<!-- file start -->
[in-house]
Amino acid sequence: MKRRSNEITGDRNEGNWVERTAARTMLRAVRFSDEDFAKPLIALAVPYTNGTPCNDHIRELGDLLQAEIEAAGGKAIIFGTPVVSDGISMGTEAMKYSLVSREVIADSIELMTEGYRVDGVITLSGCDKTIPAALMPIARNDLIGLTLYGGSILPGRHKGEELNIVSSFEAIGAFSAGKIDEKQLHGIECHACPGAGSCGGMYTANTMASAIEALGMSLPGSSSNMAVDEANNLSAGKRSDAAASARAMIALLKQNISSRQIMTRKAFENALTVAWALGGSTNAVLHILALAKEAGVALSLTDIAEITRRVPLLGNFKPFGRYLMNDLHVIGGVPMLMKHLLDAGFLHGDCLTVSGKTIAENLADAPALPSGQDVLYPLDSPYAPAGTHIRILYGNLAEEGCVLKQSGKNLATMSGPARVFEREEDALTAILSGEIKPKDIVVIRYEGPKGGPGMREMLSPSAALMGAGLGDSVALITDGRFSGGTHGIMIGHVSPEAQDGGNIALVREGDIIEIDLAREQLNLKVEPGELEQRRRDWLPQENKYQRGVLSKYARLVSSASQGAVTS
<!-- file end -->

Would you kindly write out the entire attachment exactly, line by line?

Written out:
[in-house]
Amino acid sequence: MKRRSNEITGDRNEGNWVERTAARTMLRAVRFSDEDFAKPLIALAVPYTNGTPCNDHIRELGDLLQAEIEAAGGKAIIFGTPVVSDGISMGTEAMKYSLVSREVIADSIELMTEGYRVDGVITLSGCDKTIPAALMPIARNDLIGLTLYGGSILPGRHKGEELNIVSSFEAIGAFSAGKIDEKQLHGIECHACPGAGSCGGMYTANTMASAIEALGMSLPGSSSNMAVDEANNLSAGKRSDAAASARAMIALLKQNISSRQIMTRKAFENALTVAWALGGSTNAVLHILALAKEAGVALSLTDIAEITRRVPLLGNFKPFGRYLMNDLHVIGGVPMLMKHLLDAGFLHGDCLTVSGKTIAENLADAPALPSGQDVLYPLDSPYAPAGTHIRILYGNLAEEGCVLKQSGKNLATMSGPARVFEREEDALTAILSGEIKPKDIVVIRYEGPKGGPGMREMLSPSAALMGAGLGDSVALITDGRFSGGTHGIMIGHVSPEAQDGGNIALVREGDIIEIDLAREQLNLKVEPGELEQRRRDWLPQENKYQRGVLSKYARLVSSASQGAVTS